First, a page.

The existing stack of security and management tools, therefore, should be considered before deciding between Splunk and Datadog. Those with outdated tools that are in need of a complete overhaul should probably gravitate to Splunk due to its much wider feature set. Those needing only APM and some analytics, should favor Datadog and upgrade other toolsets in parallel.
Another way to differentiate them is by looking at what you want to address. Speaking broadly, Datadog monitors the performance of servers, databases, and infrastructure. Splunk is more focused on monitoring and analyzing data generated from various machines, converting it so that it can be analyzed by developers. Thus, Splunk is great for analyzing the huge number of log files generated by enterprise systems. It eliminates the need for IT to spend hours trawling through all the logs looking for that performance needle in the IT haystack. It makes use of the search processing language to find terms present in log files. Datadog, in contrast, is probably better when it comes to dealing with the performance and visibility of multiple cloud providers operating on the network and in managing cloud services.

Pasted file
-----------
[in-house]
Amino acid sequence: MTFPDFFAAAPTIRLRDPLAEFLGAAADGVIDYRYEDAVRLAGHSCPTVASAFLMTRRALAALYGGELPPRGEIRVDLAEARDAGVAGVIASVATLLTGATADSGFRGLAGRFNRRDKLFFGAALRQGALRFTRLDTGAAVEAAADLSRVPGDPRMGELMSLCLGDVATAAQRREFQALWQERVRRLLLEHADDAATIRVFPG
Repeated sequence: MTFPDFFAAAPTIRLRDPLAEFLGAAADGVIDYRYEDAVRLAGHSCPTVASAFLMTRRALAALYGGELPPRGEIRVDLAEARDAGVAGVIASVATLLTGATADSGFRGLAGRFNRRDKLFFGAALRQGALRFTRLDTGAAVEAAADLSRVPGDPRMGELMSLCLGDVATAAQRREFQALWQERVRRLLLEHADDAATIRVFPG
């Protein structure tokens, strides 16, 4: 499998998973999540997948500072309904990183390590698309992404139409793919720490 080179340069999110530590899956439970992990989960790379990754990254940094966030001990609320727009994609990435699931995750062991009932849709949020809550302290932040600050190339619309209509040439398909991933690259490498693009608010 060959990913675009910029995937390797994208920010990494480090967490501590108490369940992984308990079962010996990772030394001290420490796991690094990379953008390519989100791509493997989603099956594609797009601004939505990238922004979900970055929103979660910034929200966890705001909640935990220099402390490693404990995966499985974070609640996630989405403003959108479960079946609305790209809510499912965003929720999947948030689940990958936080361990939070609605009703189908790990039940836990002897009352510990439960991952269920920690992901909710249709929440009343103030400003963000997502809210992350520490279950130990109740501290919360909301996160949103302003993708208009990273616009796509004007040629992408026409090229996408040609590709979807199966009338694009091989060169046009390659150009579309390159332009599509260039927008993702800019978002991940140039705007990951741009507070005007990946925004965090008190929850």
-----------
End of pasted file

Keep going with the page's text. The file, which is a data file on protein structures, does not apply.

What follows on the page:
A big strength of Splunk and a key differentiator is its ability to integrate data streams from a huge number of sources. It supports a wide range of data formats, like.xml, .csv and .json file. Those with needs that require such data stream integration from multiple data formats should opt for Splunk, as Datadog offers little support in this regard.
That said, users of Datadog are going to get up and running far faster than Splunk. Due to the size and complexity of Splunk, it requires a higher level of skilled internal resources as well as vendor support to deploy and operate. Datadog installation and commissioning are straightforward. And it is far easier to customize dashboards and interfaces using Datadog than Splunk. Datadog seems to have the philosophy that we will adjust to whatever way you do things, whereas Splunk is more geared toward providing access to a large amount of monitoring data if you agree to follow its methodology.
Datadog vs. Splunk: Management